CueThat is a slick little browser add-on that lets you add any movie you happen upon while browsing the Web to your Netflix queue. Just highlight a title, right click and choose CueThat from your context menu, and voila: it's added to your list. It even works with movies that are still only screening in theaters.
CueThat is offered as an extension for both Firefox and Chrome, though the bookmarklet works just as well and is usable in any Web browser. It's well worth adding to your bookmark toolbar if you're a Netflix user who hunts for movie reviews or recommendations while browsing the Web.
Just install SpellBook and use Chrome's bookmark manager to drop your bookmarklets into the folder the extension creates. Now when you want to fire up you favorite marklet, you can simply click your right mouse button, hover over SpellBook, and then click the one you want to execute. The extension also adds two-click access to the Chrome bookmark manager.
Looking for some handy bookmarklets to install, too? Check out our list of favorites -- and remember, they'll work in practically any Web browser!
I thought the Web had gotten over the irritating conception that omitting vowels from domain names somehow makes them sound cooler. Alas, LinkPeelr proves me wrong.
Domain name aside, this is a handy service. You feed it with a shortened URL, click Peel, and you get to see where it leads. A nice feature is the ability to easily repeat the process. This is handy in case a shortened URL points to another shortened URL, which only then points to the actual destination. In this case, all you do is simply hit Peel again, and LinkPeelr reveals the destination once more.
I took Download Squad's URL and shortened it with goo.gl, and then I took the goo.gl URL and shortened that with bit.ly, and LinkPeelr worked as advertised. It was very fast, too.
Perhaps more useful than the site itself is its Chrome extension. After installing it, you can hover over any shortened URL and get a nice-looking tooltip with its destination. I say "nice-looking" because it's not styled as a default Windows tooltip; they've applied their own formatting, and it's rather swanky. The only niggle I've experienced with the add-on is that it truncates URLs that are too long, which it really shouldn't do.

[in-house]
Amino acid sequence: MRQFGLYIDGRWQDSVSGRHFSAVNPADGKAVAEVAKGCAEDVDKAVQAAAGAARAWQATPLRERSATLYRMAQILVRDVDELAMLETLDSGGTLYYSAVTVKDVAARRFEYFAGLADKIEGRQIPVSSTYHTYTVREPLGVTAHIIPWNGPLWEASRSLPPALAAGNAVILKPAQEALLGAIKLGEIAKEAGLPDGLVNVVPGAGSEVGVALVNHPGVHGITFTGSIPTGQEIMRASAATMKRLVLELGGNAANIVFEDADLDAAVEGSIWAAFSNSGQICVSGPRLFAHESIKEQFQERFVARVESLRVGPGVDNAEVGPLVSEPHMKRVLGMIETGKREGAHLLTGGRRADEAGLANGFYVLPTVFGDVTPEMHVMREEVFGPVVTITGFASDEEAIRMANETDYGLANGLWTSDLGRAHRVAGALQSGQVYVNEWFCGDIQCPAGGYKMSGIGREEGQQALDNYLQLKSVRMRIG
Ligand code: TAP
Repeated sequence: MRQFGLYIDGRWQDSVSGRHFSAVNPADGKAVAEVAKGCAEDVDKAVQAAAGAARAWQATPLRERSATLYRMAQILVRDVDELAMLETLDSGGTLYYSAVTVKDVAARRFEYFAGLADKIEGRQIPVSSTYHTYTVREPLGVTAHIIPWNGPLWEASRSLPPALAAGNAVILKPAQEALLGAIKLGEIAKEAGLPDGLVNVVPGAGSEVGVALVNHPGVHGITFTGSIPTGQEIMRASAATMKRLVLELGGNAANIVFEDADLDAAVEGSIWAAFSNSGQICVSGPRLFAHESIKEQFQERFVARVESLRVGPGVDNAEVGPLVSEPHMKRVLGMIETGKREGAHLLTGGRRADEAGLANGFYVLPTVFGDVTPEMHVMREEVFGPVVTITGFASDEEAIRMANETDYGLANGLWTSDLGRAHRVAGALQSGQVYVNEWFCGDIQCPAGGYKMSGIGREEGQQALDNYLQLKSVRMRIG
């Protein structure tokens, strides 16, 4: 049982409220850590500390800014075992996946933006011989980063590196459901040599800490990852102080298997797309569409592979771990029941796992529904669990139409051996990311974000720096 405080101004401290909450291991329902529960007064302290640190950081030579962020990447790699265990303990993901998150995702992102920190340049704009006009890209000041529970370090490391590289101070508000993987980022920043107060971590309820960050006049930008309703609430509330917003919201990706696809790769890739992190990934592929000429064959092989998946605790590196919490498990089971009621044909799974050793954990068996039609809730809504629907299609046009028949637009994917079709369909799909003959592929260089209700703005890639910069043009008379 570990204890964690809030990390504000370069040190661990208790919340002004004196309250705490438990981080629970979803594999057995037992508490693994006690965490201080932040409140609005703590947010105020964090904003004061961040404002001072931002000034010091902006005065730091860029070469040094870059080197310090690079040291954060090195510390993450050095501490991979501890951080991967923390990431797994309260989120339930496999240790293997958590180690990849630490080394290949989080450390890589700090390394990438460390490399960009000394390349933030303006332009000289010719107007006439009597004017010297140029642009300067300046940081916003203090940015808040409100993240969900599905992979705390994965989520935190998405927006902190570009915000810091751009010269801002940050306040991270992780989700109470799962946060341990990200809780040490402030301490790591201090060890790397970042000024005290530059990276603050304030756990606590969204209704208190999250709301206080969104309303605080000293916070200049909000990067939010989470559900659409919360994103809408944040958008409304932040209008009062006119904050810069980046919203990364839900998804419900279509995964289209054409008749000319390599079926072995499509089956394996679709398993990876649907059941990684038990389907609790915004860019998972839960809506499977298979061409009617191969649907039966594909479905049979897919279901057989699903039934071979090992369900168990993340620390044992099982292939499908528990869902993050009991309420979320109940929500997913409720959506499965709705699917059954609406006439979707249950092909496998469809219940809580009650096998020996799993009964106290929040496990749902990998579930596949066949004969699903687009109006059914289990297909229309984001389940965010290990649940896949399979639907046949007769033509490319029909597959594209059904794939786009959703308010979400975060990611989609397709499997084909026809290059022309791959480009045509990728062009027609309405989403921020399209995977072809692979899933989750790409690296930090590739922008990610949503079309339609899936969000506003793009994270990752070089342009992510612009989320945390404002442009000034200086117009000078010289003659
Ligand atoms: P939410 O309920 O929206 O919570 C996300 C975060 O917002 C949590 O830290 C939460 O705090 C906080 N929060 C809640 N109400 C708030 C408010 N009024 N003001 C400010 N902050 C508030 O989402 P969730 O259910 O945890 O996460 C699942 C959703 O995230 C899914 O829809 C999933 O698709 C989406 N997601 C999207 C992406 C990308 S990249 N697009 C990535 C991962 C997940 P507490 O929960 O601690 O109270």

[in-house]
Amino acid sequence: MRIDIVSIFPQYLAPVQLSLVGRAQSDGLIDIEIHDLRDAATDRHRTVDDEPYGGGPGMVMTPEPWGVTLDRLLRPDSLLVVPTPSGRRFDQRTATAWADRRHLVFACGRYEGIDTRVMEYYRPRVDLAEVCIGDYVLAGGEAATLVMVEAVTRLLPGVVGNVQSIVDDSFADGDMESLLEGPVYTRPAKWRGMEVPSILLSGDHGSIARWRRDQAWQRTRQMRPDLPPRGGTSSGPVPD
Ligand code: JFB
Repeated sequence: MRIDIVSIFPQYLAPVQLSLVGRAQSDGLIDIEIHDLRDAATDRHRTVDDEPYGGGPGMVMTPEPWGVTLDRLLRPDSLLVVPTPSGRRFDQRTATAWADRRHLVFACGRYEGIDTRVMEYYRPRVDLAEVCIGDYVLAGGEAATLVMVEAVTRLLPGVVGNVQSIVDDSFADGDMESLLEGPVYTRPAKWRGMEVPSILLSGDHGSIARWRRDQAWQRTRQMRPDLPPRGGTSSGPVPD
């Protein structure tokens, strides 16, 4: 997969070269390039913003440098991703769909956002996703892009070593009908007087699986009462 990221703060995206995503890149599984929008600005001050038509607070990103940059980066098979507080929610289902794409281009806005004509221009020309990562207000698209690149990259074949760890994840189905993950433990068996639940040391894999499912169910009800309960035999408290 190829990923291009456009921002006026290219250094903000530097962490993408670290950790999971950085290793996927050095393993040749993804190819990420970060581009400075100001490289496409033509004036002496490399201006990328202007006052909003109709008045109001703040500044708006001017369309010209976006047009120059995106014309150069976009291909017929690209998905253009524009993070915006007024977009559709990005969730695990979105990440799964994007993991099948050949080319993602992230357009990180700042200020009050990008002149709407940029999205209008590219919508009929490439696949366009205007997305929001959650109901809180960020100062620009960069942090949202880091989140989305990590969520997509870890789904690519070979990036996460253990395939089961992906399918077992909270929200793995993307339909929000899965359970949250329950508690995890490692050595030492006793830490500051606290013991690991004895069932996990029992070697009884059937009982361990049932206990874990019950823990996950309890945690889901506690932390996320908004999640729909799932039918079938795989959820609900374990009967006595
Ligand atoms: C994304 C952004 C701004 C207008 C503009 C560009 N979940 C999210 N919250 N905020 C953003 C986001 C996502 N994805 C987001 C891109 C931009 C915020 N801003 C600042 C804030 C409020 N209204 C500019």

Xmarks' announcement that it would be shutting down in the near future is turning into a topsy-turvy saga. Now the Xmarks team has decided to reconsider offering a premium service in order to keep the product alive, thanks to an outcry from Xmarks fans. Here's the pitch: if you love Xmarks, pledge $10-20 to say you'd commit to a premium service. Your pledge doesn't require a credit card number, it's just a way of saying "I'd pay for this if you launched it."
If 100,000 people express interest, Xmarks may get a fresh start with a new company. The freemium model wasn't something Xmarks had ever considered before, because it now has to compete with free solutions like the ones built into Firefox and Chrome. None of those browser-based alternatives offer cross-browser syncing, though, so Xmarks can stay in the game if enough people are willing to pay for it.
Also worth noting: only 0.001% of the people who downloaded the Xmarks Firefox add-on actually clicked the donate button on the add-on page, and most of those were from Europe. That doesn't bode well for the pledge campaign, but we're rooting for Xmarks!
As I write this, they're up to nearly 1500 of the 100,000-pledge goal.